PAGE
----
CUCINA D’AMORE

By Seamus Muldoon, Himself
 Copyright © 1997-2010
All Rights Reserved

  

            This is a most unusual time.

            On one hand, it is the time when we Americans pulled our heads out of our asses and went to work in a most serious manner to demonstrate that we will not sit by in asinine political correctness, as is the manner of the French, and watch others attack us in our own homeland without an effective and decisive armed response. As much as we hate to wage war, when it is thrust upon us the opinions of others about what we should or should not do really don’t matter. Some messages simply cannot be delivered with words. Thank God that our government is realistic about it, and that we are not waiting until some third world miscreant walks abroad in our streets carrying a suitcase nuke. I shudder when I think what we would be like at this writing had the bloody Democrats won the last presidential election. We have much to be grateful for.

            This is a most unusual time.

            It would appear that the years I have recently spent inventing the first totally Internet law firm are now coming to fruition. My notion that, through resource teaming, one can muster all the power of a monstrous law firm whenever and wherever it is needed, without all that costly asset base having to exist in a brick and mortar mode and financially supported by me every day of every week, turns out to be true. When more effort is needed, more folks are brought on board. When less is needed, they aren’t sitting there on my payroll, in expensive office space that I am paying for. I have almost no overhead. I answer to no partners and no management committee. I account only to Christ, to Belinda and to the Internal Revenue Service. It is the happiest time of my life.

            I only wish that Mike Tulloch and some other of my deceased friends were still here to share in it.

            This is a most unusual time.

            I have just favorably concluded a “case of first impression” in the beauty pageant industry. That has been an industry in which every licensing company involved in multi-state pageant system licensing has been a franchise operation that was out of compliance with franchise and business opportunity laws. Fortunately for me, one of them tried to enforce a post expiration covenant not to compete against a departing licensee/franchisee, and that franchisee had the excellent good fortune to retain me. The covenant not to compete will not be enforced against them or against any other licensee in that industry whom I may represent in the future. Unfortunately, the licensor/franchisor gave up before trial and decided to accept feel good money and give up the fight. I would have loved to take that one to trial. But, when you really believe you have a great case, either you are dead wrong and lose at trial or your opponent realizes that you have a great case and decides to take the feel good money. What was once their claim that my clients’ continued business operations threatened them with irreparable harm unless they were put out of business for three years, suddenly became, oh, what-the-hell – Give me the money. Now the poor bastards have to deal with the fact that all their other franchisees/licensees, whom they promised that they would put my clients out of business, now know that their threats that their licensees/franchisees have to stay in their system or lose their businesses are just empty threats that are not enforceable. They will either come up with a new business model or spend that feel good money on lawyers. Don’t you just love it when the bully gets his comeuppance!!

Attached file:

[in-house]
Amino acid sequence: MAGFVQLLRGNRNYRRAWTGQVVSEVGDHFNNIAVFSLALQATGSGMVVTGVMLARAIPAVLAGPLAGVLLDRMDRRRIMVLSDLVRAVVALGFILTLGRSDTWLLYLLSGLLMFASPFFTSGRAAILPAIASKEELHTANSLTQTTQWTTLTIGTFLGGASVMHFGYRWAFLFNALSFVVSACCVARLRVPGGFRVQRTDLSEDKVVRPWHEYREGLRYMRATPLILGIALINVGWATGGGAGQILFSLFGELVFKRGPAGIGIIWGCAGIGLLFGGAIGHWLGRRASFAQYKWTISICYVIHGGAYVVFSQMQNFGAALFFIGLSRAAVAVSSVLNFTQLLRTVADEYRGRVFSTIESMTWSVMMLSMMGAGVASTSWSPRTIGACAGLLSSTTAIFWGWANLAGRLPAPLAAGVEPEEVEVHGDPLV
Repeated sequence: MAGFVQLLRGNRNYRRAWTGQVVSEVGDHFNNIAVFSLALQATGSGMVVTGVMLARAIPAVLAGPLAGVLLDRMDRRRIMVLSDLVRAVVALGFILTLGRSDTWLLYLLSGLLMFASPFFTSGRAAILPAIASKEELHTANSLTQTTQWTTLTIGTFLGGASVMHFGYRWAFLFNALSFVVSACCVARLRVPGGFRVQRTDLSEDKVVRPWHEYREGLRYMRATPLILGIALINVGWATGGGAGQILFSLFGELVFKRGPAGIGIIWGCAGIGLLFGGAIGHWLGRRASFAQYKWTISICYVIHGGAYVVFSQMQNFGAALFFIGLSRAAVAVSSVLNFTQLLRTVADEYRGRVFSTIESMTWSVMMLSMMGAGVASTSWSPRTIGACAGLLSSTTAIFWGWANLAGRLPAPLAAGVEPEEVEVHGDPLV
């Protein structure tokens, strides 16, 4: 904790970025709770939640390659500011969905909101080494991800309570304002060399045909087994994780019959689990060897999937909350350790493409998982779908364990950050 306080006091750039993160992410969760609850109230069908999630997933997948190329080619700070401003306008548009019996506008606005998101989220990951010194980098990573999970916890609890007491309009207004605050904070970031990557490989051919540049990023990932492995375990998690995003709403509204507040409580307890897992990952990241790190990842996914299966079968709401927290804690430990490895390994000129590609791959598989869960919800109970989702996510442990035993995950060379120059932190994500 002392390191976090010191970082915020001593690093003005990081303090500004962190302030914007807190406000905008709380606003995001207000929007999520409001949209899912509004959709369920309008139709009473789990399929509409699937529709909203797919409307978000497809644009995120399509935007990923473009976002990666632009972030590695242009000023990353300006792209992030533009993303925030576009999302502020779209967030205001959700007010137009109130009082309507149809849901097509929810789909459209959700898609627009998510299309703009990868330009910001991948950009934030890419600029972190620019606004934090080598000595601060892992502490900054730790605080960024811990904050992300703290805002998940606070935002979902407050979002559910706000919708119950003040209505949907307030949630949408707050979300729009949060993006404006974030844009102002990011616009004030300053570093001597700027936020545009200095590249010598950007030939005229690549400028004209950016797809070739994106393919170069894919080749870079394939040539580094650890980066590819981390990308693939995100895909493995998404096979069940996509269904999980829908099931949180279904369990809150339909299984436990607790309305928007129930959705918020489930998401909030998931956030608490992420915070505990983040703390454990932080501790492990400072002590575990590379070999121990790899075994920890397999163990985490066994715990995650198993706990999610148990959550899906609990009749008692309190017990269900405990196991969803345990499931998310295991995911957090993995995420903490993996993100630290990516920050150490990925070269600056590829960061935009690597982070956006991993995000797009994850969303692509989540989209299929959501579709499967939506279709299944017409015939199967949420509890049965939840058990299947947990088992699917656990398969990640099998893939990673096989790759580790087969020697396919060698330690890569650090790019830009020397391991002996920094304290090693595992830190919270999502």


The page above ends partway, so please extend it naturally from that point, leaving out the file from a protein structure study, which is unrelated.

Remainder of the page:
Now that that case is over, I have time to create the kitchen of my dreams – CUCINA D’AMORE – a kitchen of love. People make love in bedrooms, in parks, out in fields on old army blankets, in the back seats of cars et cetera. I make love in the kitchen. The most unbelievably intimate experience starts with food. When you can make a woman the centerpiece of the ambiance, an object of worship, you and she are both transformed.